At the time all eyes and ears were focused on Hurricane Harvey aftermath and the arrival of Hurricane Irma, we went from hot to cold. Now we face the cooling temperatures of September and October for the weeks to come, while the onslaught of Hurricanes Jose and Maria occupy the news.
And another observation from weeks of watching very small children learn to walk–I choose to sit on the back row at my church, where the folding chairs are set up. As you know, I’m short and my legs often do not reach the floor in a normal pew; add cushions and it is ridiculous. So I sit on a folding chair that is closer to the floor and allows me to sit with my feet on the floor.
From my vantage point, I get to watch these very small children in our congregation. One little boy, born about 2 months ago, will not sit on his mother’s lap–he wants to stand. He is a very quiet little child except when he has to sit. My children were normal, following the guidebook on standing, pulling up, and walking. This little child wants to stand, for an hour–at 2 months.
My very small grandson, age 4 months learned to crawl, by walking on his legs and pushing himself along. Last evening, with help, he walked across the room and I am sure he will no longer be content to crawl and scoot–the view from the top is much more exciting! And he got the attention of everyone around him.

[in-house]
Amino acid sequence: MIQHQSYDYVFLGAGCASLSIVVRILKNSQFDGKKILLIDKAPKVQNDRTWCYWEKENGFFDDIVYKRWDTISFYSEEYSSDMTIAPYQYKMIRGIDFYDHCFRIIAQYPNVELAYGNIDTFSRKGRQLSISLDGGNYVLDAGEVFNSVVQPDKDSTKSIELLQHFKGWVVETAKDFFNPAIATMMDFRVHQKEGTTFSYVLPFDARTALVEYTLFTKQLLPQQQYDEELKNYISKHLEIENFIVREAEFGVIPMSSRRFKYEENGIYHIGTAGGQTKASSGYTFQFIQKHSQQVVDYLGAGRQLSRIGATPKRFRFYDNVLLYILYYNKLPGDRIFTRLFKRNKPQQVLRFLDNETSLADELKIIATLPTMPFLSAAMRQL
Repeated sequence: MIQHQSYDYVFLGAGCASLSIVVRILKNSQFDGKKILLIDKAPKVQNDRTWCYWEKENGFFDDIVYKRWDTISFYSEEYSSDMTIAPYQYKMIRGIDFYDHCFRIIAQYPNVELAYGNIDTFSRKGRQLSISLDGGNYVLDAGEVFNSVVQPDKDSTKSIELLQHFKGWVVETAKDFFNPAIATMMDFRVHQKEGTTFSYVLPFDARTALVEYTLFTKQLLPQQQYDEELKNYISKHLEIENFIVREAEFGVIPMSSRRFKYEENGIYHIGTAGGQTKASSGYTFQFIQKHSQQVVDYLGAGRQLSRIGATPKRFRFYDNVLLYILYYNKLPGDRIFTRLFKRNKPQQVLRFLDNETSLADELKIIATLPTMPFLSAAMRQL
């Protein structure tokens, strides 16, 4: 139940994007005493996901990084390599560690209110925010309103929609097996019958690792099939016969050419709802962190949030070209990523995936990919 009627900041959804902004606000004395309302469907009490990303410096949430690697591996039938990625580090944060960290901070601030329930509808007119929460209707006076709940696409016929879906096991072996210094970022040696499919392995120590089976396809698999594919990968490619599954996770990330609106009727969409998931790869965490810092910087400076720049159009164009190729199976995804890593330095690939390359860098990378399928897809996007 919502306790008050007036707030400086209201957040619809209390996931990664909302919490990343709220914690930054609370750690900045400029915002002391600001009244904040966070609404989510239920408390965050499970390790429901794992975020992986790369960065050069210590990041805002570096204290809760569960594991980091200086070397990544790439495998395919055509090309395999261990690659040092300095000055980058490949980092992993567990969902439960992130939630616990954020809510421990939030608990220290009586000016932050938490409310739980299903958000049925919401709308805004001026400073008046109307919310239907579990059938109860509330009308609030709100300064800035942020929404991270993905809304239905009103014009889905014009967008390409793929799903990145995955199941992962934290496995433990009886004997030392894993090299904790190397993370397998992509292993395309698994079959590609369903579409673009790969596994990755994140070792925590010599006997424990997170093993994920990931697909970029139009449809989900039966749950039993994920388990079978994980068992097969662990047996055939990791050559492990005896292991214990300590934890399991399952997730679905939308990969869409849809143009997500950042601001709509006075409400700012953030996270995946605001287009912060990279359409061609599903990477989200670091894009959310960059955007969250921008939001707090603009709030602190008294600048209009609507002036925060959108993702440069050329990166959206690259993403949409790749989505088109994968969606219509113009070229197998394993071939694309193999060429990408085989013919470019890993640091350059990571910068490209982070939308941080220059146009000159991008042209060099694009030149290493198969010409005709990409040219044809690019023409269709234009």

So what is normal? From this view–in 2017, throw the guidebooks to the hurricanes and and let’s observe reality all around us. Every Sunday, I watch very small children outwit their loving parents and do exactly what they want to do, get what they want to have, go where they want to go. At ages that astound us all!
Are kids smarter at younger ages today than in the past? With or without electronics, I think they are. I’ve sat at the back of the church for a lot of years. Parental control now seems to amount to following, catching, enabling, and watching these small ones accomplish their own achievements. Shall we all say, “Bravo!” ?
Be of Good Cheer–we may be in better hands. Your favorite genealogist, Arlene Eakle http://arleneeakle.com
PS Like lots of women in nursing, I took Child Development Classes to become a better nurse. And I worked at a children’s hospital after I graduated. A very small Indian boy was brought in because he seemed to be developmentally backward. His bright brown eyes just danced with the attention we all gave him. He was reported 2-and-1/2-years-old. His development appeared to be 9-12 months. My first reaction: what if he was a normal 11-month-old child? He did things and acted like he was almost a year old. According to the book. What if…? I wrote in my notes. And the conclusion of the doctors and the nursing staff, after numerous hours of testing and observation–He was 10-11-months-old!
Compared to the two examples given above, he was behind in development. What is normal?